My father was Harry Secombe, who is remembered for three things: The Goons, his Dickensian turn as Mr. Bumble in the film of Oliver!, and singing hymns on Sunday night TV. (The latter is not comedy, except inadvertently.) He left a considerable archive of personal and show-business memorabilia, a voluminous assemblage which I have been trying to manage for about forty years. The material comprises letters, notebooks, posters and promotional materials, press cuttings, cartoons, paintings, scripts, 16mm home movies and broadcast material, audio and video tapes, and an avalanche of photographs, of him and by him. There used to be a whole room devoted to this stuff at the top of my parentsʼ house. Looking at the material now is a slightly disorientating experience: leaving aside the weirdness of seeing a close relative treated as public property decades before you were born, it is like seeing history through the prism of one manʼs career. He was really big in the fifties and sixties; he seemed to be everywhere. How did he fit it all in? Very often the press photos (there are thousands) show anonymous faces, beaming crowds, my father grinning manically if not desperately, or doing totally incomprehensible things in indecipherable situations. He poses for ill-conceived LP covers. He stands next to armies of unidentifiable people in unidentifiable locations; or with unlikely celebrities in unexpected contexts. (For instance, a celebrity canvas of The Last Supper alongside the likes of Stanley Baker, Bernard Bresslaw, Alfred Marks, Lionel Bart, John Gregson, etc., with Richard Harris as Judas Iscariot and ʻrugby starʼ Clem Thomas as Jesus Christ. The artist was Andrew Vicari, and I invite readers to look him up because his is such a strange story.)

Study photo for Andrew Vicari’s 1960 version of The Last Supper. Richard Harris is well into character as Judas Iscariot, while Bernard Bresslaw’s Simon the Canaanite is ripe forCarry On Calvary‘.

The photos and cuttings and home movies are mute souvenirs of occasions my father turned into anecdote. I grew up in a large house in suburban Cheam, a landmark property (it was on a main road opposite a bus stop) decked out with the trappings youʼd associate with late 1950s showbiz success. Notable features included a white baby grand piano, a panelled, Danish-style study with a built-in hi-fi and screen for showing movies (a room I still aspire to recreate), and a bar for entertaining. The bar was equipped with an implausibly extensive array of booze (including undrinkable display-only beverages like Bols Gold Liqueur) arrayed on glass shelves behind a counter dressed with miniature Doric columns. My fatherʼs favourite drink was Pernod: a perfect match for the décor. He was a fabulous raconteur and the bar was a little theatre for him to trot out his party pieces: Mike Bentine farting in polite company was a favourite story, as were the ones about his chaotic stint as a junior clerk in a colliery office when he was fifteen (touchingly, he kept a post-war letter from the same office, offering him his pre-war job back), as well as countless soldierʼs tales. When I was young my father hosted an annual charity cricket match on the sports ground opposite the house, and the bar was the focus for the evening’s socialising, with all manner of personalities barnacled around its embossed leatherette finish. The sheer glamour and excitement of those times is so remote now; that was the mid-late seventies, but it was a throwback to early sixties style. Who has a bar in their house now?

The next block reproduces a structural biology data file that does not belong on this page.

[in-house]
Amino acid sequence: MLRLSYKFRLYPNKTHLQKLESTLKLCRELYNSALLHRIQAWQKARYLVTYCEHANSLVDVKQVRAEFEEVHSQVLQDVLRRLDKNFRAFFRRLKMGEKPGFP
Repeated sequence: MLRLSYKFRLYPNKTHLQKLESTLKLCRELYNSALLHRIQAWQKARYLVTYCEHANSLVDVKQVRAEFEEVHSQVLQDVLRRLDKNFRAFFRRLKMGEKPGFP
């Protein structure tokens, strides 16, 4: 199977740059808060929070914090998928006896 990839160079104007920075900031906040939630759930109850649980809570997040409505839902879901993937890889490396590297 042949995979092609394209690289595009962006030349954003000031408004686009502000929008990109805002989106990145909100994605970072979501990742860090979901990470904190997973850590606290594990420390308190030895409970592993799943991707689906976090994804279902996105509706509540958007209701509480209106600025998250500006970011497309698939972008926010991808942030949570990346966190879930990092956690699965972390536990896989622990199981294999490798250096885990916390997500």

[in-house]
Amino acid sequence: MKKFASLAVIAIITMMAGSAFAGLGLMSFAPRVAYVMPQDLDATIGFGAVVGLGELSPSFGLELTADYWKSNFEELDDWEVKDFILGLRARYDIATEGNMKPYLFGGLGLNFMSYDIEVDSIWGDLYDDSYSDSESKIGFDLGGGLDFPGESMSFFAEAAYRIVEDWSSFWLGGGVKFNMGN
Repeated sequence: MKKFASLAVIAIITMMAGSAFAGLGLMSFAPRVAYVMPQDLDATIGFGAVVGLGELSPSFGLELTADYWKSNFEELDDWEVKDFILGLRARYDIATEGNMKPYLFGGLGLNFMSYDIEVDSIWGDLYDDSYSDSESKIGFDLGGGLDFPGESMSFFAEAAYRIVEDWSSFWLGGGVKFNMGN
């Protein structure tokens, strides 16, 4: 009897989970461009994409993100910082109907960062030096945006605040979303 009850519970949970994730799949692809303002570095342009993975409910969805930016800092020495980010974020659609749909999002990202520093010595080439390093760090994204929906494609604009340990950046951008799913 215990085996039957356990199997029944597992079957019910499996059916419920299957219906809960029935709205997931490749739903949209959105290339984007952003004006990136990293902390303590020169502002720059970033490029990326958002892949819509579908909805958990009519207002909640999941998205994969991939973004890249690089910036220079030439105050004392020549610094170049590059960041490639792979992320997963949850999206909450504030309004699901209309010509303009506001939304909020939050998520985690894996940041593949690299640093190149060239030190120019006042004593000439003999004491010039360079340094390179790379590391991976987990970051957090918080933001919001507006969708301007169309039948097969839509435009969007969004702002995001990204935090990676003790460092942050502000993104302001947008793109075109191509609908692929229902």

My fatherʼs career was sparked by the fact that at the warʼs end he couldnʼt believe he was still alive; and the archive reflects the intoxicating excitement as his career gathers pace and begins to shape the post-war moment. The Goon Show catered to an audience that had survived the war only to find themselves stuck in the drab fifties. ʻYouʼve no idea how grey the fifties was‘ my father said, and the decade had been conspicuously good to him. The fifties seems impossibly remote now, an impoverished era when opportunities for fun seemed to be on ration along with just about everything else. The fact that the Goons made it onto the BBC at all is a kind of miracle, and itʼs no wonder that contemporary audiences were either deliriously thrilled or utterly baffled. But young people loved it. The Beatles were awestruck when George Martin told them, during Abbey Road sessions for their first LP, that heʼd produced records for The Goons. (Jane Milligan has a nice family photo, taken in the 1970s or 80s, of George Harrison kneeling in homage at Spikeʼs feet.)

But all things fade. The house in Cheam was pulled down in the early eighties, shortly after my father sold it, and somehow an era went with it. I am always happy to hear The Goons repeated on Radio 4 Extra, and today the BBC broadcast The Last Goon Show Of All, a 1972 reunion special which, perhaps, has a slightly rueful quality, given that the seventies werenʼt working out as well for the participants as the extravagant success of the fifties and sixties seemed to predict. Ten years later, Peter Sellers was dead and my father started doing those Sunday night religious TV shows which killed off any chance of a return to comedy. (He was teetotal by then too.) That the Goons remain funny is largely a testament to Milligan’s genius; but Spike knew he was supremely lucky to have Peter and Harry on hand to people his enchanted world. But there is something unnerving about hearing joyous studio laughter coming from beyond the veil: a kind of memento mori I suppose. Thereʼs my dad laughing on the radio: younger then than I am now. Anyway, to mark my fatherʼs centenary, the archive is being shipped to The National Library of Wales, and I am sure that they will take very good care of it. I leave you with a portfolio of unexplained images, snapshots from another era, another world, and if you have any idea what is going on in any of them, please let me know.

David Secombe is a writer and photographer.